Release Date – TBC, Cert – TBC, Run-time – 1 hour 23 minutes, Director – Farnoosh Samadi
When she attends a family wedding against her husband’s (Pejman Jamshidi) will, Sara (Sahar Dolatshahi) experiences a tragic loss which leads to a succession of lies, secrets and spiralling worries.
Sara (Sahar Dolatshahi) is a school teacher who is trying to be as independent as possible. She helps her students along with the lightly progressive attitudes that she has in her own life – all with a dash of generosity and kindness. However, her independence leads her to severe trouble when she goes against her husband’s (Pejman Jamshidi) wishes that she does not attend a family wedding. While the initial plan is for the couple, and daughter Raha, to go outside of Tehran for a family wedding Hemad finds himself called on a work trip. With this being the case he tells his wife not to go to the wedding, however defying the conventions of a society where men and husbands have the final word Sara travels outside of the Iranian capital for the wedding.
However, tragedy strikes when the morning after the ceremony the love, harmony and celebrations are broken when Raha is found dead. The devastation hits hard. You find yourself grieving alongside the family as the tone of the film matches the cold, greyness of the surroundings. After a slightly uneven first 20 minutes things begin to come into themselves and the film starts to pave its course.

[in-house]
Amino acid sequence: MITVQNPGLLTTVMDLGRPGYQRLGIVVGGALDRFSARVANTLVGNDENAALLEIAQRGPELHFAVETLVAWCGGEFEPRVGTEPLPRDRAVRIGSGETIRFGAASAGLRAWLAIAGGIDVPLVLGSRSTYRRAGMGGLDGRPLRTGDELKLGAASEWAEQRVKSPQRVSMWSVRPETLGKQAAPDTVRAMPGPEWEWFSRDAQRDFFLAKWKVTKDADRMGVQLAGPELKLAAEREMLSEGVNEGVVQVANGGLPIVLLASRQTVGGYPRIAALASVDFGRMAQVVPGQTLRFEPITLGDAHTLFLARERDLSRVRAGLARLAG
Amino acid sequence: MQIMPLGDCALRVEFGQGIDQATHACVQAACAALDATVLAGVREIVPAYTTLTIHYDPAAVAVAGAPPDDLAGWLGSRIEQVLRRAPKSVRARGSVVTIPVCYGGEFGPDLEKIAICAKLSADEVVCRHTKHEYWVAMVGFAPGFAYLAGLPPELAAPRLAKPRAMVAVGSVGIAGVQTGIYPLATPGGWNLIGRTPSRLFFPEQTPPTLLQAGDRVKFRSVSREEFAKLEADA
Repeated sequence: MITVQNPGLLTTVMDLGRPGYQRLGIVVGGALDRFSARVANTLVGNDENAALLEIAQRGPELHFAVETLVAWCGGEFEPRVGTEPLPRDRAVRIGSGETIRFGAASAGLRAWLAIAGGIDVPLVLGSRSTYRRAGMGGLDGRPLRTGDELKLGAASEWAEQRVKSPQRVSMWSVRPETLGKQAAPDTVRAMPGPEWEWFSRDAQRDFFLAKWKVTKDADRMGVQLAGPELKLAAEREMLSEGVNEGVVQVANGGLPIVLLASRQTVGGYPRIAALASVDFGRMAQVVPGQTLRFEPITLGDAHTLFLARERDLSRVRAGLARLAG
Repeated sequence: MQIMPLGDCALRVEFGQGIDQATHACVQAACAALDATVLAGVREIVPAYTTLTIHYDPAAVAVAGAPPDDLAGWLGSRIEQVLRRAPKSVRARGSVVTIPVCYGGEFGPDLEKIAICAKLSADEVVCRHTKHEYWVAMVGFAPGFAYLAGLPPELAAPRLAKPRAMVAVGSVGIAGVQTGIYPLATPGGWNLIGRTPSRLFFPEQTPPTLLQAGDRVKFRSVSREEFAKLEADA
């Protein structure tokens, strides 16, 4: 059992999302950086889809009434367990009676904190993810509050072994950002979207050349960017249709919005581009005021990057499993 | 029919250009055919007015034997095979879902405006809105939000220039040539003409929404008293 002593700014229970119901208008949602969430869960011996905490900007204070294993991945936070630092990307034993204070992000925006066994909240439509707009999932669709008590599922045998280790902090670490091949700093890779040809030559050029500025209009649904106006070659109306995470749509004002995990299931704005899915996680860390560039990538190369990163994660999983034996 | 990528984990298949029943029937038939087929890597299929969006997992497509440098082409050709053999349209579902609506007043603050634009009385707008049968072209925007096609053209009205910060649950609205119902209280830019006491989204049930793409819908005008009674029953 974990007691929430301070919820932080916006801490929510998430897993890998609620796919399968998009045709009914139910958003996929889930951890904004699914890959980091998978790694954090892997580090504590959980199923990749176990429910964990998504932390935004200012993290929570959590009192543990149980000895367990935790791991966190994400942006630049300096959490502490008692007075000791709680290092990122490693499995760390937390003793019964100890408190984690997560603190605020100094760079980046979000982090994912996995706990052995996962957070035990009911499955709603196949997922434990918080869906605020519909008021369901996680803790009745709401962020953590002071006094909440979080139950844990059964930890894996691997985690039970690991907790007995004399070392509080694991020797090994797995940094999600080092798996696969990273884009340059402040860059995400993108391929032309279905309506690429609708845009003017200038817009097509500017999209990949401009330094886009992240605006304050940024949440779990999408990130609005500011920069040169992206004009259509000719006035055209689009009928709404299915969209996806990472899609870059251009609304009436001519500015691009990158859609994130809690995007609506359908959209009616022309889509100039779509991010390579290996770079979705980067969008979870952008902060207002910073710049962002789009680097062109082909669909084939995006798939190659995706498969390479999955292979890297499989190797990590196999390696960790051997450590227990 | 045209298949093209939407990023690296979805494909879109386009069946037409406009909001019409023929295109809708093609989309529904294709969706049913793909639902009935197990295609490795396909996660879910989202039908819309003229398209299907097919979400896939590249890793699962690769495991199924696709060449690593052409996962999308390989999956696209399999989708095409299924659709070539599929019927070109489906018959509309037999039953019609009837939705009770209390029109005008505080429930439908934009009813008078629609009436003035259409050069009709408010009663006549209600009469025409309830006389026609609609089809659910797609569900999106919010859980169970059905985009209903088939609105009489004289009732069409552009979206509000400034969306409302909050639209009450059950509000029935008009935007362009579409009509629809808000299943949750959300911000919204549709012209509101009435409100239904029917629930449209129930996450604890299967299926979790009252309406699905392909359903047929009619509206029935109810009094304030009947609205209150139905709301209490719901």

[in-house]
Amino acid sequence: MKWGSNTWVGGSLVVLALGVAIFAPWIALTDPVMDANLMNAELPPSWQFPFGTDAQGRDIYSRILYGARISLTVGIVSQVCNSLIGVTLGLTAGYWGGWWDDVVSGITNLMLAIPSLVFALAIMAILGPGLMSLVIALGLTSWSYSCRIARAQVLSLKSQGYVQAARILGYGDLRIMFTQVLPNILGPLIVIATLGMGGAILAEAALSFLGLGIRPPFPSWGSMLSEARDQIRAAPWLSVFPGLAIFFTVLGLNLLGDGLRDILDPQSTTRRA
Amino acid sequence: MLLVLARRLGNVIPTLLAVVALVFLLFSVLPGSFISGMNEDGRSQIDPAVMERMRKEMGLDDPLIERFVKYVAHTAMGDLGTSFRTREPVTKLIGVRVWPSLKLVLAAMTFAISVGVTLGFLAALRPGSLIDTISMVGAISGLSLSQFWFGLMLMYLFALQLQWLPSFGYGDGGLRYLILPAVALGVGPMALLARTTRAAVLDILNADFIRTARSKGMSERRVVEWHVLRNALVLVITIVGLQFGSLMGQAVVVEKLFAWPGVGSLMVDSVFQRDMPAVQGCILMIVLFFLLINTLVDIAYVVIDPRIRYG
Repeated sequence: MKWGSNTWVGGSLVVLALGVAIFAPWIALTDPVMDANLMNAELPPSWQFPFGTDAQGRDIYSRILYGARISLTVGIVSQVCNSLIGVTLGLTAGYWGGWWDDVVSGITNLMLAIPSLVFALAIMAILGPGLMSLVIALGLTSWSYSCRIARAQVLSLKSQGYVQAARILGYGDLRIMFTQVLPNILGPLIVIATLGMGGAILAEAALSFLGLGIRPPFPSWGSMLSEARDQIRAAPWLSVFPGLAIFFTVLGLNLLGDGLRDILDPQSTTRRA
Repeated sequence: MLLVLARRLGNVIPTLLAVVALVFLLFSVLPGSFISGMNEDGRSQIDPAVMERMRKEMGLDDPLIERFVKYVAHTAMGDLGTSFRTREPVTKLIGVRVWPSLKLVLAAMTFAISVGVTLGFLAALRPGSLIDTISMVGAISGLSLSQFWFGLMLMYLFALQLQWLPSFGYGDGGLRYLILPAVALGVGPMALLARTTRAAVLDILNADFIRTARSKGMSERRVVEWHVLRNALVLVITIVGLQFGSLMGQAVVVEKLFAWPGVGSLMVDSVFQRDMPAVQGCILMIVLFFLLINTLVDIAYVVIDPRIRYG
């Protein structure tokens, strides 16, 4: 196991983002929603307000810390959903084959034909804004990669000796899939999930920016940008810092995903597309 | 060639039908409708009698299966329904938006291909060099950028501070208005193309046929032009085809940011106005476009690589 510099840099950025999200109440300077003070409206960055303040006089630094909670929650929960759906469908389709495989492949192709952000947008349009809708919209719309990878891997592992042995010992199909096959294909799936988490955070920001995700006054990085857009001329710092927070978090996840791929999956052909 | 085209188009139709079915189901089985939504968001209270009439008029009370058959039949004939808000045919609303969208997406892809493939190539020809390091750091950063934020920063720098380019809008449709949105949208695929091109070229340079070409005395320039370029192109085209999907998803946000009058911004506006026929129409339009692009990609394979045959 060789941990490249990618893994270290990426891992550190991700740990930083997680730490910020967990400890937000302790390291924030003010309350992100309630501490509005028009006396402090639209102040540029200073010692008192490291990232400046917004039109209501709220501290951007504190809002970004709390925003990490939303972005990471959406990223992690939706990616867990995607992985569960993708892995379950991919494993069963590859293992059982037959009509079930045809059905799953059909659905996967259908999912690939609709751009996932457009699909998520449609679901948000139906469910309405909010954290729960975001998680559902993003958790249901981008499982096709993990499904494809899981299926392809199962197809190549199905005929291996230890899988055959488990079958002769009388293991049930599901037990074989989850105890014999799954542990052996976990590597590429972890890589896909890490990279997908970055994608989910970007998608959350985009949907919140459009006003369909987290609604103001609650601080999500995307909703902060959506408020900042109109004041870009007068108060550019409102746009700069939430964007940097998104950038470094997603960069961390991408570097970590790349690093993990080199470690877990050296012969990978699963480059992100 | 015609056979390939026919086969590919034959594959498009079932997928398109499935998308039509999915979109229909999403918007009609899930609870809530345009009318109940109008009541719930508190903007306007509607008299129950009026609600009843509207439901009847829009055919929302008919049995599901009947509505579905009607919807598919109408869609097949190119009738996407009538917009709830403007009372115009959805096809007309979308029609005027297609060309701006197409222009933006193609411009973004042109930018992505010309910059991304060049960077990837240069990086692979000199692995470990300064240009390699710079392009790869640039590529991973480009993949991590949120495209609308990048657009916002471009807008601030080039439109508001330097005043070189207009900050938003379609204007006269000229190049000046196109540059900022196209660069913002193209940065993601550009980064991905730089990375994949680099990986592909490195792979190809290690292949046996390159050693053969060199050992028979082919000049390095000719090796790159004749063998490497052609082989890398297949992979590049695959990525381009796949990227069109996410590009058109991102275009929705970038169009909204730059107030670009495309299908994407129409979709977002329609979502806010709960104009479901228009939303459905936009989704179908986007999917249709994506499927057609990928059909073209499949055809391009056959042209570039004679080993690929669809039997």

The family’s grief is rushed and held within as they travel back home, unable to actually give the reason as to how the young girl died so that Hamed doesn’t find out. Still devastated by the event and not properly able to speak about it, simply making her pain worse, Sara finds herself lying to her husband. The events begin to spiral and cause further worry and panic as questions are asked, fake steps are retraced and the lies become increasingly tense. Dolatshahi and Jamshidi create genuine tension as Hamed becomes increasingly threatening and angered about the death of his daughter, restlessly researching so he can get to the bottom of things and find some form of resolution.
The winding road of what some may see as karma is seemingly never-ending and full of tangents for both Sara and the audience. Just before the hour mark the film does begin to diverge into further worry, however as this happens things, of course, become even more complicated. Events spin faster and faster and with everything that’s going on, and one or two of the repeating ideas, the film does begin to stumble as it tries to keep up with its own story. The story might just be able to keep track of, however as it strays in a number of different directions it almost becomes lost within itself and feels uneven, much like the case of the first 20 minutes. There are some good ideas throughout the film, when they aren’t developed to a point where the film begins to feel uneven, especially when dealing with themes of worry and grief to create tension that turn the drama into something close to a mild thriller.
Sometimes uneven due to developing themes too much, the performances, especially of Dolatshahi and Jamshidi, within 180° Rule are strong and help to push the tensions of grief and worry over the course of the winding narrative.